To understand how this crisis keeps growing, take a look at an insightful map by amfAR, an advocacy group dedicated to the fight against HIV/AIDS. The map shows three things: the availability of facilities that treat drug addiction, the facilities that provide at least one medication for opioid addiction (marked as MAT, or medication-assisted treatment, on the map), and the facilities that provide all three kinds of medications for opioid addiction.

Map of US States Per County For MAT

Clearly, there are a lot of gaps in coverage. In a post on Health Affairs, Austin Jones, Brian Honermann, Alana Sharp, and Gregorio Millett of amfAR looked at 2016 data from the Substance Abuse and Mental Health Services Administration and found that only 41.2 percent of the more than 12,000 drug addiction treatment facilities in the US offered at least one kind of medication for opioid addiction. Only 2.7 percent offered all three.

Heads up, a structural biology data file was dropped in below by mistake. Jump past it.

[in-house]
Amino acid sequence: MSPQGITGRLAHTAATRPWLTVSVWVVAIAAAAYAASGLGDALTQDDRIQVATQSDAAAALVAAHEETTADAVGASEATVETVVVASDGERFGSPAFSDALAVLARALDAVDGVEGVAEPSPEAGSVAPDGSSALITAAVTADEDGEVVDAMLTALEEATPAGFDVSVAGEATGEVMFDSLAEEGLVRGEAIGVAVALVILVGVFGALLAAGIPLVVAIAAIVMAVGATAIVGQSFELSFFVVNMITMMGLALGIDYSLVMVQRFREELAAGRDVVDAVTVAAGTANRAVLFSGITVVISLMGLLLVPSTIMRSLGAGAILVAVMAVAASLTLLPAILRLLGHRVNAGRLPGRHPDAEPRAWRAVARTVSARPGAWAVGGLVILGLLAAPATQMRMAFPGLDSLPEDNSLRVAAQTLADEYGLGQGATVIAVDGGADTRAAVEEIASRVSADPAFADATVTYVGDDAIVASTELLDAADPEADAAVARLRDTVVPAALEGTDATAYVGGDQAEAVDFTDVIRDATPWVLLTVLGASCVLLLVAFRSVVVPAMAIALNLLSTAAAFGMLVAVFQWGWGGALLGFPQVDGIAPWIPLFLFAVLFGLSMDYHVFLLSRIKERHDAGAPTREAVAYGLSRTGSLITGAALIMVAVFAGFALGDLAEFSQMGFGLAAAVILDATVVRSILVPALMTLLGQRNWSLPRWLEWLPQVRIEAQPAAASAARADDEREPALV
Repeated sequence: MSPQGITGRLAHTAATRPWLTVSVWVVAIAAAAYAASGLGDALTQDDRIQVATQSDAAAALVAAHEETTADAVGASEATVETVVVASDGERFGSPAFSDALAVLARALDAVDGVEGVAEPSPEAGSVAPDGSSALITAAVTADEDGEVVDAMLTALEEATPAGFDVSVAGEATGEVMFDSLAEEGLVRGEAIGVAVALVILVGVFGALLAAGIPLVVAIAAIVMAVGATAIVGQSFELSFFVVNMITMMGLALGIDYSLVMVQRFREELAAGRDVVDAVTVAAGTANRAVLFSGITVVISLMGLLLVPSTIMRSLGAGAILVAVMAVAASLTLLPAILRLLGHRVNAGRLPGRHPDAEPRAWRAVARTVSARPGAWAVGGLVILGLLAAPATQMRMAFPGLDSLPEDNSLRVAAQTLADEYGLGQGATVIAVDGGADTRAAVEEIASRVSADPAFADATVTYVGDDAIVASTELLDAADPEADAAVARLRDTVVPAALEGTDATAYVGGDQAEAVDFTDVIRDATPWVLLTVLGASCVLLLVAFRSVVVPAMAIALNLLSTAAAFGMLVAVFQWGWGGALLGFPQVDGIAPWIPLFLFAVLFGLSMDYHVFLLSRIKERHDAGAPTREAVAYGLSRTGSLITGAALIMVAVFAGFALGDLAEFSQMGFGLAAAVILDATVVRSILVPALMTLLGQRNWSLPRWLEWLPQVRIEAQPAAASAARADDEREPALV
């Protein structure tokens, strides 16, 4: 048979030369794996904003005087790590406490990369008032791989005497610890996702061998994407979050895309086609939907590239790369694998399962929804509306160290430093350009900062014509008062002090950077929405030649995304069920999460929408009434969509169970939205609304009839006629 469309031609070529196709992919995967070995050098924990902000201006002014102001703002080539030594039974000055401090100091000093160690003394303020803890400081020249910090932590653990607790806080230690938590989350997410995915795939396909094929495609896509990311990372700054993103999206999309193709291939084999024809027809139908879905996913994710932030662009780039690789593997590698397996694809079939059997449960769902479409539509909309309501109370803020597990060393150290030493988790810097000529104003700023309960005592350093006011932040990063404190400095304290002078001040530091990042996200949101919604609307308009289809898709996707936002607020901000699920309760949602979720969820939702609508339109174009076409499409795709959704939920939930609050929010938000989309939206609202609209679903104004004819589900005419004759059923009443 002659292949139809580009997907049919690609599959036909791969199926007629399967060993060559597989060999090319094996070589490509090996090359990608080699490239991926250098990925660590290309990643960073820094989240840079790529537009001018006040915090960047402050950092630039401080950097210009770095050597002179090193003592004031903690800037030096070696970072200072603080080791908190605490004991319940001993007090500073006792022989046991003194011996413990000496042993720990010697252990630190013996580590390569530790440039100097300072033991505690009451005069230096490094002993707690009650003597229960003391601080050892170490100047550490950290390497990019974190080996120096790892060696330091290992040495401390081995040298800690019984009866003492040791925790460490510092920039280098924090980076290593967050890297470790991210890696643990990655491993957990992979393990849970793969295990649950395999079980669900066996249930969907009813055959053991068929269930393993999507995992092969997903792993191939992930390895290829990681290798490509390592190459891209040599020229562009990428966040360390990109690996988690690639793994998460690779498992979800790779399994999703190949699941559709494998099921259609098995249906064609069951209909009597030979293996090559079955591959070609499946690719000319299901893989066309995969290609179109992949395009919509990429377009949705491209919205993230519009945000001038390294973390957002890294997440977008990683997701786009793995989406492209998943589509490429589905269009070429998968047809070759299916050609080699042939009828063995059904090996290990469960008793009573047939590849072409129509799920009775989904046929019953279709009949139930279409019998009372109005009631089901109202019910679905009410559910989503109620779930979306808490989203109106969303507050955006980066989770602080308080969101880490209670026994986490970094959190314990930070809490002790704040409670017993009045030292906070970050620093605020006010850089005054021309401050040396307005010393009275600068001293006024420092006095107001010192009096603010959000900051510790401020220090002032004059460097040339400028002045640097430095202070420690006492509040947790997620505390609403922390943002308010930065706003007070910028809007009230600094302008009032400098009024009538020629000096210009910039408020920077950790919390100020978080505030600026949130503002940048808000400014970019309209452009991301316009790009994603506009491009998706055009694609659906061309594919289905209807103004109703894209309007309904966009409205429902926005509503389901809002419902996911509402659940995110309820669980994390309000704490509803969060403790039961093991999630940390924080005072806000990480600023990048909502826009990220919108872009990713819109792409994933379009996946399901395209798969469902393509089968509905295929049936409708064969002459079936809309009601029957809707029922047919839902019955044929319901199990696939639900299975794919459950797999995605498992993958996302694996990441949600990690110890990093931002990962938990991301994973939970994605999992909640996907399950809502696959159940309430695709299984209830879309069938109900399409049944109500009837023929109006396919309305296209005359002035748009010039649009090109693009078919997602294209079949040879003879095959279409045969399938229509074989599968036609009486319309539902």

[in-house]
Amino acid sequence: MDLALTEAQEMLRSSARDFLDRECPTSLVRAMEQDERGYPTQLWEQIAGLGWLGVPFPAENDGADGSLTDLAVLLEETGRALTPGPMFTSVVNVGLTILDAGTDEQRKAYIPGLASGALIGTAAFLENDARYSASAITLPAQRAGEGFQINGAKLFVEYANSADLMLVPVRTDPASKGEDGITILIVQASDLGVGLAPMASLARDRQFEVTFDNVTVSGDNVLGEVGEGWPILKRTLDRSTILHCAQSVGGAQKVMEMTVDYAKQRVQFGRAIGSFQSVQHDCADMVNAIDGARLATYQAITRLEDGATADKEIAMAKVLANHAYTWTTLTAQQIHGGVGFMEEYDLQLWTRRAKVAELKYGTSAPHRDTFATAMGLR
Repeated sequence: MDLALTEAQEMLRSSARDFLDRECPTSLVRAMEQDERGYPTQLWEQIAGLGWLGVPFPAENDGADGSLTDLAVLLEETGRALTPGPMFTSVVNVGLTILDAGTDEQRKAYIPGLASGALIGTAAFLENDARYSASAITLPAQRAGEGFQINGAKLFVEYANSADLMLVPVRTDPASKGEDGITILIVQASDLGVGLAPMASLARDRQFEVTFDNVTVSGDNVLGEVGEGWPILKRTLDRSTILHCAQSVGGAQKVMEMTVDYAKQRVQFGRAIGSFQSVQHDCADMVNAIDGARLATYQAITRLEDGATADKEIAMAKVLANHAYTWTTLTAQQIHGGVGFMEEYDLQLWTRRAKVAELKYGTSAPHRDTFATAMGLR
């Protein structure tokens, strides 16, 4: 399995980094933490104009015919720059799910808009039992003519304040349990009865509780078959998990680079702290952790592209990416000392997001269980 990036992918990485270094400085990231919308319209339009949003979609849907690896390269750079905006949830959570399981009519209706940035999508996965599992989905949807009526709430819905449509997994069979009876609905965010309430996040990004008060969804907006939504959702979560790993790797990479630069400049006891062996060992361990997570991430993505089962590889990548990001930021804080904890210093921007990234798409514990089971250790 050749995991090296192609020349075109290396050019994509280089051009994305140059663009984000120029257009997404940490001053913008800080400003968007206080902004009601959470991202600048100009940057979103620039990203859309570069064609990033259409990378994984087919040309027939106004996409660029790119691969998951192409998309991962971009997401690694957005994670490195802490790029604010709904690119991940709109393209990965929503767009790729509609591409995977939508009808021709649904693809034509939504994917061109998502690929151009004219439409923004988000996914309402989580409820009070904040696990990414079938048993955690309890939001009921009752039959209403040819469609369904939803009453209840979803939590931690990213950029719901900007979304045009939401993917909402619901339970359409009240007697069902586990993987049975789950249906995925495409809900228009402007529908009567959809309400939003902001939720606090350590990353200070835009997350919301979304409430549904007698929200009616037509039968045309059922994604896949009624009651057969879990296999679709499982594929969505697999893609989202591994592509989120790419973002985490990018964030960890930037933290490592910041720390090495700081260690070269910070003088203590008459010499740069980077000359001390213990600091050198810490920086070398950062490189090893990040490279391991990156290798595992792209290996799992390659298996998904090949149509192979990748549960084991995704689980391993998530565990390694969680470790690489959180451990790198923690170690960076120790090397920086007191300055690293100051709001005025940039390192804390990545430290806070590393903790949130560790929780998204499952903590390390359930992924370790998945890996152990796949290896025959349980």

These medications are widely considered by experts to be the gold standard in opioid addiction care. Studies, including systematic reviews of the research, have found that opioid addiction medications in general cut all-cause mortality among opioid addiction patients by half or more. The Centers for Disease Control and Prevention, National Institute on Drug Abuse, and World Health Organization acknowledge their medical value. That doesn’t mean these medications are for everyone (they’re not), but there’s a lot of good evidence for their general efficacy.